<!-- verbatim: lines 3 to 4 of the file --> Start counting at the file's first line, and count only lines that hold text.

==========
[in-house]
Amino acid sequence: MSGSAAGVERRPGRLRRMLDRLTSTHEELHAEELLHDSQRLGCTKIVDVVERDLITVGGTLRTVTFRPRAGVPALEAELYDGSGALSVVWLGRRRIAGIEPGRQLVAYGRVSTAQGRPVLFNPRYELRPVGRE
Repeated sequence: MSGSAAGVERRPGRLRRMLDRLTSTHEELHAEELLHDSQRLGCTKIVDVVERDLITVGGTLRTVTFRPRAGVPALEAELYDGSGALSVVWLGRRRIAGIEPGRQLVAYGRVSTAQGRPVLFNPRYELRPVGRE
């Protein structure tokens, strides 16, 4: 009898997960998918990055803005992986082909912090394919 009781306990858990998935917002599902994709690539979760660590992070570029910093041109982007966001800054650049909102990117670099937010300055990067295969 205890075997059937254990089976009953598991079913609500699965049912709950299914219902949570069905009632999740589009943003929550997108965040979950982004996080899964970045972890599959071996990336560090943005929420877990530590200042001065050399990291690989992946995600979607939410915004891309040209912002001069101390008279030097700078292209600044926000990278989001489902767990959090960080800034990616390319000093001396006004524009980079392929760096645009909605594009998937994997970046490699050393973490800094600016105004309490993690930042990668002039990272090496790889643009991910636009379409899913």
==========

Repeated sequence: MSGSAAGVERRPGRLRRMLDRLTSTHEELHAEELLHDSQRLGCTKIVDVVERDLITVGGTLRTVTFRPRAGVPALEAELYDGSGALSVVWLGRRRIAGIEPGRQLVAYGRVSTAQGRPVLFNPRYELRPVGRE
């Protein structure tokens, strides 16, 4: 009898997960998918990055803005992986082909912090394919 009781306990858990998935917002599902994709690539979760660590992070570029910093041109982007966001800054650049909102990117670099937010300055990067295969 205890075997059937254990089976009953598991079913609500699965049912709950299914219902949570069905009632999740589009943003929550997108965040979950982004996080899964970045972890599959071996990336560090943005929420877990530590200042001065050399990291690989992946995600979607939410915004891309040209912002001069101390008279030097700078292209600044926000990278989001489902767990959090960080800034990616390319000093001396006004524009980079392929760096645009909605594009998937994997970046490699050393973490800094600016105004309490993690930042990668002039990272090496790889643009991910636009379409899913």